A 2 by 3 rectangle contains 8 squares and a 3 by 4 rectangle contains 20 squares. What size rectangle(s) contain(s) exactly 100 squares? Can you find them all?

The number of plants in Mr McGregor's magic potting shed increases overnight. He'd like to put the same number of plants in each of his gardens, planting one garden each day. How can he do it?

This task encourages you to investigate the number of edging pieces and panes in different sized windows.

An irregular tetrahedron is composed of four different triangles. Can such a tetrahedron be constructed where the side lengths are 4, 5, 6, 7, 8 and 9 units of length?

I added together some of my neighbours house numbers. Can you explain the patterns I noticed?

Two sudokus in one. Challenge yourself to make the necessary connections.

Imagine a stack of numbered cards with one on top. Discard the top, put the next card to the bottom and repeat continuously. Can you predict the last card?

Draw some isosceles triangles with an area of $9$cm$^2$ and a vertex at (20,20). If all the vertices must have whole number coordinates, how many is it possible to draw?

A Sudoku based on clues that give the differences between adjacent cells.

The NRICH team are always looking for new ways to engage teachers and pupils in problem solving. Here we explain the thinking behind maths trails.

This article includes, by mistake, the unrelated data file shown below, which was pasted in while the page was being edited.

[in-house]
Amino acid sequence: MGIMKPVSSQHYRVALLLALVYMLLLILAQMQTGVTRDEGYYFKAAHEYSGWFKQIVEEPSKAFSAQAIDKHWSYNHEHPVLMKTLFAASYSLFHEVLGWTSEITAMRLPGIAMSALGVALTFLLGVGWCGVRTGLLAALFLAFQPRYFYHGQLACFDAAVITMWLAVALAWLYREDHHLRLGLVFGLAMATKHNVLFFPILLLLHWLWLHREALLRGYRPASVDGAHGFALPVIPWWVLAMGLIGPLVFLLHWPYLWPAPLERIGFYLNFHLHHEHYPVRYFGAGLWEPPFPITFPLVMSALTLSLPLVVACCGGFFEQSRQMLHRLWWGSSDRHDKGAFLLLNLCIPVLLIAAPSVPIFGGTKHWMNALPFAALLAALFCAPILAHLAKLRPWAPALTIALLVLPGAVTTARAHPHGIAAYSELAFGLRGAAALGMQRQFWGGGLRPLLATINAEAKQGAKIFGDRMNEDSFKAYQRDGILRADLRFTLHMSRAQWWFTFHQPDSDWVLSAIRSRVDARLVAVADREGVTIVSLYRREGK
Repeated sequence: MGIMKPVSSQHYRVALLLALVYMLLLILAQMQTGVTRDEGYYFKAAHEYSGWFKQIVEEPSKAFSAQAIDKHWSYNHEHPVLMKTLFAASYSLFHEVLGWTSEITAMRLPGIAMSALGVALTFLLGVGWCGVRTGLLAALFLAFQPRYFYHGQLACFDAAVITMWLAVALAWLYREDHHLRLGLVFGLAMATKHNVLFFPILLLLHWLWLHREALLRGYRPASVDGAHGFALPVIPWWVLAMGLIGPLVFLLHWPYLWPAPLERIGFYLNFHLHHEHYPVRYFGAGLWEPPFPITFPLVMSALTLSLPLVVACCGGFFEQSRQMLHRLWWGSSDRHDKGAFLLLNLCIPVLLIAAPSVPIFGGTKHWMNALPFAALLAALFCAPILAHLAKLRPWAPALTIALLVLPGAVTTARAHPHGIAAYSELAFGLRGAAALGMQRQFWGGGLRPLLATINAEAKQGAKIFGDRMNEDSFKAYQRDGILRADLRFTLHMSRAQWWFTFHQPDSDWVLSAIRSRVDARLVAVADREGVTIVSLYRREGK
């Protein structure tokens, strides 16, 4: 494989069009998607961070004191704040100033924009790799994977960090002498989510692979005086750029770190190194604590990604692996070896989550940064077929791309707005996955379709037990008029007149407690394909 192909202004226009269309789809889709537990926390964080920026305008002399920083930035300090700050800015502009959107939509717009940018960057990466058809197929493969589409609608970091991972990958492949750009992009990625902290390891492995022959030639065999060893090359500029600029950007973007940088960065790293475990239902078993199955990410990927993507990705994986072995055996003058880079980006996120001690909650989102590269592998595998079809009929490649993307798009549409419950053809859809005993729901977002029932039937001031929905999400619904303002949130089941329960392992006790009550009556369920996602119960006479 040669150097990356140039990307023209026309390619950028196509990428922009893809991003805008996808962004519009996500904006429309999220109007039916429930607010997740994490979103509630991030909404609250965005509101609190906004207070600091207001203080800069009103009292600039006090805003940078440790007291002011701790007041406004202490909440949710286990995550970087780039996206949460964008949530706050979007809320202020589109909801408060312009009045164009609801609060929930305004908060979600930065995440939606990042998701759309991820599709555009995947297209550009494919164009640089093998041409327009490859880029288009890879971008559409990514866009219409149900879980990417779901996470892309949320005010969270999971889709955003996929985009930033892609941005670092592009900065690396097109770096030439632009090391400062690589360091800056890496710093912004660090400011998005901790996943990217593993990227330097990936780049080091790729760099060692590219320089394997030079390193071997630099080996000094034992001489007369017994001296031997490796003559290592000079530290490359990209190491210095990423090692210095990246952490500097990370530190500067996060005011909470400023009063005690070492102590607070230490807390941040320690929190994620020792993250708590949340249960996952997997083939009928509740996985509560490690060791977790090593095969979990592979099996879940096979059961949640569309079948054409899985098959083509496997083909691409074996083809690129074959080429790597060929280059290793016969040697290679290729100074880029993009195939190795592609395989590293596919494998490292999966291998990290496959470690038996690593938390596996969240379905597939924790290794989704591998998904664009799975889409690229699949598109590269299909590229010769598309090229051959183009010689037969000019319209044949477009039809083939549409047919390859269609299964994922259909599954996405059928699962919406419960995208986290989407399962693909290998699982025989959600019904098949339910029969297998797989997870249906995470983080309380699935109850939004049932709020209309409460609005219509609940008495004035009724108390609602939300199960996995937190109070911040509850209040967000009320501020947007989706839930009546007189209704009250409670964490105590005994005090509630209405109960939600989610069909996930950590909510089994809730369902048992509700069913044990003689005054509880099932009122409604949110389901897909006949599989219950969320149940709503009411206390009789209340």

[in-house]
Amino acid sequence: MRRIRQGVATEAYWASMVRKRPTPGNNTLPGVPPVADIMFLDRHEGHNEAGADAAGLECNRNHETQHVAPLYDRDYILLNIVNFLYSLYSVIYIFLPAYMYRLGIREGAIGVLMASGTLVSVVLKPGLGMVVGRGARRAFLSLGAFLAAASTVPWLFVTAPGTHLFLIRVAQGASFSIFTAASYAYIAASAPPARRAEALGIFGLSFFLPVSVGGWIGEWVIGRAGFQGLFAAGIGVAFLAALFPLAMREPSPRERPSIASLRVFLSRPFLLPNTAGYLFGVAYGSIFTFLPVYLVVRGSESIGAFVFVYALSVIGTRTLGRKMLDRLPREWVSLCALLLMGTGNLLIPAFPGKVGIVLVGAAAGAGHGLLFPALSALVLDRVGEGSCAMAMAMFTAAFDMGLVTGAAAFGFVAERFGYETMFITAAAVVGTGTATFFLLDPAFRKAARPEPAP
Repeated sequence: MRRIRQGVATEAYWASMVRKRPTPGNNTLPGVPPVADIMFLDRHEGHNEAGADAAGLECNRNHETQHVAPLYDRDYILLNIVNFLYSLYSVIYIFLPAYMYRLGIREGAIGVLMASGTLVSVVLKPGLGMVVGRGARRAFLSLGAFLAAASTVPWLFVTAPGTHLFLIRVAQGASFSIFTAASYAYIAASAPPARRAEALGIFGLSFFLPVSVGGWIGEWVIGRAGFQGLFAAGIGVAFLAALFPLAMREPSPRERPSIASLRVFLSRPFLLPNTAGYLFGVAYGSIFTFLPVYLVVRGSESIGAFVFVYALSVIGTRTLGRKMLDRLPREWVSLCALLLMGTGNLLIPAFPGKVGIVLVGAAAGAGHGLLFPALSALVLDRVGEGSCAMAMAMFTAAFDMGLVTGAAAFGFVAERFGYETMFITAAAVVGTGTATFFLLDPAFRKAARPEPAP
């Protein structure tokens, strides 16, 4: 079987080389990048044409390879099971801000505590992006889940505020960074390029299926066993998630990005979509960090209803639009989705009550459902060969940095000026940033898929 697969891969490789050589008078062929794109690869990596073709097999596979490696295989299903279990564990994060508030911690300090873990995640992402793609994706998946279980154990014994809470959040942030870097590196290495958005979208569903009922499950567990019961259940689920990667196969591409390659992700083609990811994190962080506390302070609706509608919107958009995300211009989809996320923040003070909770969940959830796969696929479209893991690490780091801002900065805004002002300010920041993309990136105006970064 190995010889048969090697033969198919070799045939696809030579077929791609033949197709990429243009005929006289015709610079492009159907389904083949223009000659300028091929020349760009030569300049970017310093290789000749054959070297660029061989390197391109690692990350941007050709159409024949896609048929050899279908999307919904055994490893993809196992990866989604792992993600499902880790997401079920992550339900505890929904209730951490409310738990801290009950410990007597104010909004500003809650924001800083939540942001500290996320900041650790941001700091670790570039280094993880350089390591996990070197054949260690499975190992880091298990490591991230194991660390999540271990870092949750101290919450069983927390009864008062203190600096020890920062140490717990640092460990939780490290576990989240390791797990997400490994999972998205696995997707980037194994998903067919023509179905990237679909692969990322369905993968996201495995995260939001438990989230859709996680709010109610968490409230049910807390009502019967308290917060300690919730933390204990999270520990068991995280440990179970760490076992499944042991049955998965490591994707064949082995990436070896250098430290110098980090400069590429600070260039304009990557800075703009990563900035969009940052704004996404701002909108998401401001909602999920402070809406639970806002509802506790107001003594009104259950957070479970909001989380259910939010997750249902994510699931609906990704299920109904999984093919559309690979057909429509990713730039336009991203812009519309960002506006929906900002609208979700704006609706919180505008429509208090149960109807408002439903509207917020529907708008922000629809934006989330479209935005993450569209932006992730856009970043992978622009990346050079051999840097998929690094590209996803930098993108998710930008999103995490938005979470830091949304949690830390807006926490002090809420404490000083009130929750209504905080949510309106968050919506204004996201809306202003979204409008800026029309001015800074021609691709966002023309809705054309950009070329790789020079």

If you have only 40 metres of fencing available, what is the maximum area of land you can fence off?

This article for teachers describes several games, found on the site, all of which have a related structure that can be used to develop the skills of strategic planning.

Can you put the 25 coloured tiles into the 5 x 5 square so that no column, no row and no diagonal line have tiles of the same colour in them?

Special clue numbers related to the difference between numbers in two adjacent cells and values of the stars in the "constellation" make this a doubly interesting problem.

Four numbers on an intersection that need to be placed in the surrounding cells. That is all you need to know to solve this sudoku.

Imagine you have an unlimited number of four types of triangle. How many different tetrahedra can you make?

Problem solving is at the heart of the NRICH site. All the problems give learners opportunities to learn, develop or use mathematical concepts and skills. Read here for more information.

This second Sudoku article discusses "Corresponding Sudokus" which are pairs of Sudokus with terms that can be matched using a substitution rule.

60 pieces and a challenge. What can you make and how many of the pieces can you use creating skeleton polyhedra?

This pair of linked Sudokus matches letters with numbers and hides a seasonal greeting. Can you find it?

15 = 7 + 8 and 10 = 1 + 2 + 3 + 4. Can you say which numbers can be expressed as the sum of two or more consecutive integers?

You have twelve weights, one of which is different from the rest. Using just 3 weighings, can you identify which weight is the odd one out, and whether it is heavier or lighter than the rest?

A Sudoku that uses transformations as supporting clues.